The big Big Data question

Posted by Karen on Sep 18, 2015 12:00:00 AM
The rise of wearable technology, the Internet of Things, and cloud computing feeds into the Big Data revolution. There’s no way to avoid it, there’s a considerable amount of data out there about all of us. But businesses don’t have to use it. Various studies have shown that Big Data is popular; especially with the financial sector (which raconteur found had the highest adoption rates). Studies by Datameer and NewVantage Partners found that customer analytics and insights were the primary drivers for those businesses that had adopted Big Data. But various factors, and concerns, are still holding some businesses back from investing in Big Data.

Security and privacy

One survey found that 37 per cent of businesses surveyed (in the UK, Belgium, Germany, France and the Netherlands) identified security and privacy concerns as the most pressing issues when it came to Big Data implementation, with German businesses being especially cautious.

Dell researched the issue and found that 35 per cent of decision makers surveyed considered security to be the “biggest barrier” to expanding their work with Big Data. While researchers at Xerox argue that to remedy this, users need to know exactly what they are allowing firms to do with their data to increase trust in the business, Dell looked at the internal concerns about security. It found that for those businesses that identified as “very confident” in their security, 84 per cent said that senior leadership was “fully engaged” in the process (compared to 43 per cent of senior leaders in organisations unsure of their own security measures.) The real question is whether the security / privacy concerns are being over inflated. No one seems to mind having a Tesco Clubcard that gives away massive amounts of information about an individual because the consumer gets something in return. Other businesses need to remember this when it comes to adopting Big Data and not let concerns get in the way of offering a better service to customers.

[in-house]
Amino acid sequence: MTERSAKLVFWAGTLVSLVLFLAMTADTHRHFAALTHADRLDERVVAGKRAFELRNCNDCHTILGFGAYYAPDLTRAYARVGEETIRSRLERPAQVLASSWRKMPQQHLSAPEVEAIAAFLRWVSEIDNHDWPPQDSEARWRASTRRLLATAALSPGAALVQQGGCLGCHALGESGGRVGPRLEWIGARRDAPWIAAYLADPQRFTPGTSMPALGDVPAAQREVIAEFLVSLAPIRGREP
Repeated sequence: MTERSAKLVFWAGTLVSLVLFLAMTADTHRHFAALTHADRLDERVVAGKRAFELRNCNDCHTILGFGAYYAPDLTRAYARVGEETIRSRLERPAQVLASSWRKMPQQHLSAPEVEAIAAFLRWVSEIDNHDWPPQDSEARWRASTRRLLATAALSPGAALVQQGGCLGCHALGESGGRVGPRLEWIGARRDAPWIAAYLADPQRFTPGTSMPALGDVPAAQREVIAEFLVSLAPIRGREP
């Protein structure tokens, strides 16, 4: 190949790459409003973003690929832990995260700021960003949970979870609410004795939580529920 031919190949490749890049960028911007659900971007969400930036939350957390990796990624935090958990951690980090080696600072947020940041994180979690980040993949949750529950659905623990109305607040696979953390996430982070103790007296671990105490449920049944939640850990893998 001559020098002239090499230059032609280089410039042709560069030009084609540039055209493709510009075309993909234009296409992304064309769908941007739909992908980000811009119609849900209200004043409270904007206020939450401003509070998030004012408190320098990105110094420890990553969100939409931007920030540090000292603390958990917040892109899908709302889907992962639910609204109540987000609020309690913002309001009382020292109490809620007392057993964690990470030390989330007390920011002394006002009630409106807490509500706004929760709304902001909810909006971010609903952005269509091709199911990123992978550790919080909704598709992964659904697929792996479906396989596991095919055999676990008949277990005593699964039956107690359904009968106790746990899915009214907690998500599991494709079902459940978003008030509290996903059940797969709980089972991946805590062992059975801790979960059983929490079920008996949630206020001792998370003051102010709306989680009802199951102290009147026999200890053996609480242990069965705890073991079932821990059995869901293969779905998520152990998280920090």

Recruiting people with the technical and analytical skills to work with Big Data is still a major barrier to implementation. After all, why invest in technology and databases if you’re going to have a hard time finding someone to work with it?

Respondents to Dell’s survey reported that the lack of technical skills was a barrier to Big Data adoption (21 per cent), as well as citing analytics and operational costs as a factor (34 per cent). While it’s true that data analysis can be outsourced to specialist agencies, employees can be better placed to know exactly what the company wants and needs to get out of the data.

Getting value out of data

Dell found that, while 61 per cent of respondents had the ability to somehow get the data analysed; only 39 per cent of them had any idea how to get the value of the data. For businesses to get any real use out of Big Data initiatives, they must know what questions they want answering. This lack of understanding causes many businesses significant pause when considering adopting Big Data.

Hadoop adoption

Hadoop, the open-source software architecture that enables massive amounts of data to be stored and processed, is closely tied to Big Data. Although there’s significant interest about the software, some businesses are reluctant to adopt the technology. Gartner identified the main reason as the “skills gap”, again, businesses were unsure of how they could get value from the data collected.

“Despite considerable hype and reported successes for early adopters, 54% of survey respondents report no plans to invest at this time, while only 18% plan to invest in Hadoop over the next two years.” Nick Heudecker, analyst at Gartner When you consider that the lack of industry expertise means that contractors are able to charge £600 an hour for their services, you start to see why some businesses are deciding that now is not the right time to take the plunge.

Make data meaningful

Research by the Boston Consulting predicts that the data of EU citizens will be worth around $1.1 trillion by 2020. But what can businesses do with this data? The Internet of Things and the data generated by it are meaningless unless the data is analysed, and real value is derived from it.

We’ve seen that it’s possible and businesses need to overcome the concerns in order to truly adopt all that Big Data can deliver.
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